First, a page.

Should “freegans” be prosecuted? (DN)

Duncan – Year 8 Student

Editor’s Note: This excellent essay was a ‘highly commended’ entry into the GSAL Year 7-9 Essay Competition organised by Mr Yates as part of the 2008 Society and open to all students. Duncan has previously had a review of the book ‘Itch’ published in The GSAL Journal. Statutory law in England and Wales defines theft as the dishonest appropriation of property belonging to another with intention to permanently deprive the other of it (Theft Act, 1968). “Freegans” take goods that appear abandoned without paying for them. Should “freegans” be prosecuted for theft? CPD


Background

The Oxford English Dictionary defines a freegan as: “A person who rejects consumerism and seeks to help the environment by reducing waste, especially by retrieving and using discarded food and other goods”1.

In other words, a freegan is someone that is taking waste and using it where it would otherwise be thrown away. Freegans are trying to “tread as lightly on the Earth” as possible. Many could afford to live another way yet they choose this lifestyle for many reasons: animal welfare, human rights, protecting the environment and a simpler lifestyle 2. It is just like being vegan but just giving up additional things aswell. Freegans feel that their behaviour will stop the everlasting cycle of working to buy things then working to buy more things… Freegans tend to be very skilled: they can make something out of nothing; repair very complex objects; forage in the hedgerows and grow their own food. However, they are most well-known for taking items out of bins. But should this be classed as theft?

Isn’t reusing something to be encouraged for environmental reasons?

According to an environmental website, the UK produces more than 100 million tonnes of waste every year 4. To put this into context, in less than two hours, we could fill the Albert Hall in London with rubbish. This is a massive amount so why aren’t we trying to stop this? Freeganism is one way to reduce this so why are people being arrested for saving the planet?

Some supermarkets are trying to tackle this environmental issue. On Tesco’s website they do have policies to reduce waste and claim that they have had no food going to landfill in the past 10 years 3. They are also helping others by working “with FareShare to donate surplus food from our stores to those in need”. However, after searching across many sites we couldn’t find any reference to freeganism.

Who owns ‘rubbish’?

According to the law “A person commits theft if he dishonestly appropriates property belonging to another with the intention of permanently depriving the other of it.”5

 It is wrongly thought by many that as soon as something is thrown away, it is no longer their property. This is actually false – it remains their property for 5 years after they have put it into the bin. In that time they can take back the item. After those 5 years they no longer own it and so removal by another person would not be prosecuted. I do not agree with this law because as soon as something is thrown away it should be counted as legally discarded and therefore no longer your property. This is because when you throw something away you are saying something is no longer useful to you but if it is useful to others then they should rightfully be able to use it to avoid waste.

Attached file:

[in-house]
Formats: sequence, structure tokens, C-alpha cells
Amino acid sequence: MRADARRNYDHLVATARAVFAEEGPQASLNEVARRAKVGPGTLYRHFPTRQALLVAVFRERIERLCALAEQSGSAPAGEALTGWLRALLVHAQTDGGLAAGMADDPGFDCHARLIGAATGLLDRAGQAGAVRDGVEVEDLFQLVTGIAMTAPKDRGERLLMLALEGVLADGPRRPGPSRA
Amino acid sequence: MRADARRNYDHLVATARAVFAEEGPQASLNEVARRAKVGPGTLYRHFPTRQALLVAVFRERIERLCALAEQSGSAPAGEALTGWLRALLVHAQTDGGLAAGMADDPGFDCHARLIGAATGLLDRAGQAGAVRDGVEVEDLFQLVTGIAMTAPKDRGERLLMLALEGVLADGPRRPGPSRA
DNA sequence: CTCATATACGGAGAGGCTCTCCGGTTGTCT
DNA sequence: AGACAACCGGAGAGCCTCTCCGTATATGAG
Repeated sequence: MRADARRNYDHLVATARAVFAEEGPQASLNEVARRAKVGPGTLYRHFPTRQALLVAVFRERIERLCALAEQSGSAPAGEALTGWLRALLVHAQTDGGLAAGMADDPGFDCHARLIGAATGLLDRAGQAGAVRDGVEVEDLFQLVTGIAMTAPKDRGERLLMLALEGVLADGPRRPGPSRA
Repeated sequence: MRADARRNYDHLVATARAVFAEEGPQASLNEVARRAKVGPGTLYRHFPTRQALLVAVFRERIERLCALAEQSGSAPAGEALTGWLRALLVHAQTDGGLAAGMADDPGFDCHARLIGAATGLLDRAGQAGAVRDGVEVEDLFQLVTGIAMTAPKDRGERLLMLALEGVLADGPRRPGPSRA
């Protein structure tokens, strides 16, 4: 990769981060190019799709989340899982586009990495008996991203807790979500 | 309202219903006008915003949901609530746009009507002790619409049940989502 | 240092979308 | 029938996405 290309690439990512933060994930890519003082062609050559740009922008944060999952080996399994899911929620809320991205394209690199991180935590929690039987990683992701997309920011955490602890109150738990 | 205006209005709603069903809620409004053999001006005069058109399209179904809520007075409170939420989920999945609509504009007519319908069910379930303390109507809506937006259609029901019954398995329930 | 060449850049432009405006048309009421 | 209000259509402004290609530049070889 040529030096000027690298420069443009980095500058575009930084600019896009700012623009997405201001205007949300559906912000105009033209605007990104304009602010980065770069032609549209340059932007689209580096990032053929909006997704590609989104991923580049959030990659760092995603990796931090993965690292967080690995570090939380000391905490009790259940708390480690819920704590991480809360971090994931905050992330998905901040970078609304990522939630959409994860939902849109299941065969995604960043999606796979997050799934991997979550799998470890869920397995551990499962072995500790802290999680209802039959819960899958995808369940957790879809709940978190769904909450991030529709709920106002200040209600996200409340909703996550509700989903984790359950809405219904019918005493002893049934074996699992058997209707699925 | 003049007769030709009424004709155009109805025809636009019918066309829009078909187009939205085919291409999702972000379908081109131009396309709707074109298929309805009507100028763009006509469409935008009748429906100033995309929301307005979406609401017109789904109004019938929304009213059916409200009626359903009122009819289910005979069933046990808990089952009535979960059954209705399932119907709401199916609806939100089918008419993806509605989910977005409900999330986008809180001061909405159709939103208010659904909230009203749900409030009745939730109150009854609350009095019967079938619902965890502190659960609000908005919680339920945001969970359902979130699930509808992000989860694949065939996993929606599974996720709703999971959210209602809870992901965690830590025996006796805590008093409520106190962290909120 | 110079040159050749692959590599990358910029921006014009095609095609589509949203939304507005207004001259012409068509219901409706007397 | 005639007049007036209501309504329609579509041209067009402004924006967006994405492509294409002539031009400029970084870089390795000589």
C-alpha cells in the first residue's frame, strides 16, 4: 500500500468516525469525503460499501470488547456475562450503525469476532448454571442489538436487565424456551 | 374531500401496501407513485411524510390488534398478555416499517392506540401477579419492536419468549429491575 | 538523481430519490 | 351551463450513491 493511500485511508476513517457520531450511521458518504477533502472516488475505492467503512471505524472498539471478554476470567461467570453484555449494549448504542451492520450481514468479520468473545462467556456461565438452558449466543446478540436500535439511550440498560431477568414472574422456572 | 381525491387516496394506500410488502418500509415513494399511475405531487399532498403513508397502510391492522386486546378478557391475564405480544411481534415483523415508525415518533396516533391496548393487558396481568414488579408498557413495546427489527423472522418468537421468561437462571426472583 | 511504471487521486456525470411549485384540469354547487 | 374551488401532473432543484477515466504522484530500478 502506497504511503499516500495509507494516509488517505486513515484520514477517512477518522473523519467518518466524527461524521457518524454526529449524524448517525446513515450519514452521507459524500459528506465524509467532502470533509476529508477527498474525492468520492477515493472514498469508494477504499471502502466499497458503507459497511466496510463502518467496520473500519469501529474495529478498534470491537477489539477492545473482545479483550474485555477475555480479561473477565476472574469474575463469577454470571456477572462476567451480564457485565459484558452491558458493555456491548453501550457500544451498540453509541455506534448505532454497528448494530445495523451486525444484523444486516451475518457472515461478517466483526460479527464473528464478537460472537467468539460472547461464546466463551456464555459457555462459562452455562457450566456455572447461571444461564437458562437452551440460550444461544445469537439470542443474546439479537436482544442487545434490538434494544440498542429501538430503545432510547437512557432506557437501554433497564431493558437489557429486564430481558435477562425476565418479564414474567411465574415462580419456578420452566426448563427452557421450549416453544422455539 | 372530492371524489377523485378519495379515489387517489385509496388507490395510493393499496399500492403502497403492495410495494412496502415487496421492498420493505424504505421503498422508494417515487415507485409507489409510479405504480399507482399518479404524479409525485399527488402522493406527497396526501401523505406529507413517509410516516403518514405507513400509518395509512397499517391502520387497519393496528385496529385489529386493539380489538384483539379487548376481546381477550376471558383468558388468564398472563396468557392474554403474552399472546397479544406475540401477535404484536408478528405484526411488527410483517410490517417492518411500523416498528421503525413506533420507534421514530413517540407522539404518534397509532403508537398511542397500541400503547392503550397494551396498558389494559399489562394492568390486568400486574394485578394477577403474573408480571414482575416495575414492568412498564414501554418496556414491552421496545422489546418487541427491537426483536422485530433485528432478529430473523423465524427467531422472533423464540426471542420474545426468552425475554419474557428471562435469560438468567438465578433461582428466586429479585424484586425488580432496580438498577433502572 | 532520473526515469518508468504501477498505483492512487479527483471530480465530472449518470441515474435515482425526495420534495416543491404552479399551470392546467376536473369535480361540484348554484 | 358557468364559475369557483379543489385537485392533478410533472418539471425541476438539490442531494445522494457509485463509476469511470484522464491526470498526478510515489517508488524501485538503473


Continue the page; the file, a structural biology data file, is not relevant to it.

When we put items into the bin at home the rubbish gets taken away by the council.  It then ends up in landfill where is becomes no use to anyone. We, as a society, are trying to reduce waste to help the planet yet in this instance law enforcement is doing the opposite by arresting people who are trying to recycle or reuse discarded items. It is interesting to note that removal of other’s possessions is seen as theft regardless w­­­­­­­hether the ‘thieves’ gain from it or not.

The law finds it difficult to tackle this new issue. As seen when the Crime Prosecution Service tried to prosecute three men after they removed items from a supermarket skip. The court used an obscure section of the law. This section was written in 1824 and is titled The 1824 Vagrancy Act. Even on reading the first line I found that it was very out of date: “Persons committing certain offences to be deemed rogues and vagabonds.”6 The use of this law, suggests that there aren’t any up-to-date ways to prosecute freegans. Perhaps they didn’t have much right to prosecute these people in the first place? The article also says that they dropped the case due to the weight of public opinion in support of the ‘criminals’ 7.

In conclusion, I think that freeganism should be legalised and even encouraged. Laws are there to protect us so if it is doing no harm (and is seen by many to be actually doing good) it should be allowed. Perhaps the solution is to update our laws in response to this current issue?

Duncan

References

  1. https://www.lexico.com/definition/freegan
  2. https://www.moneycrashers.com/freegan-principles-problems-freeganism/
  3. https://www.tescoplc.com/sustainability/food-waste/topics/own-operations/
  4. https://www.cbenvironmental.co.uk/docs/Recycling%20Activity%20Pack%20v2%20.pdf
  5. https://www.legislation.gov.uk/ukpga/1968/60/crossheading/definition-of-theft
  6. https://www.legislation.gov.uk/ukpga/Geo4/5/83/section/4
  7. https://www.theguardian.com/uk-news/2014/jan/28/three-charged-vagrancy-act-food-skip-iceland
  8. https://money.howstuffworks.com/freegan.htm

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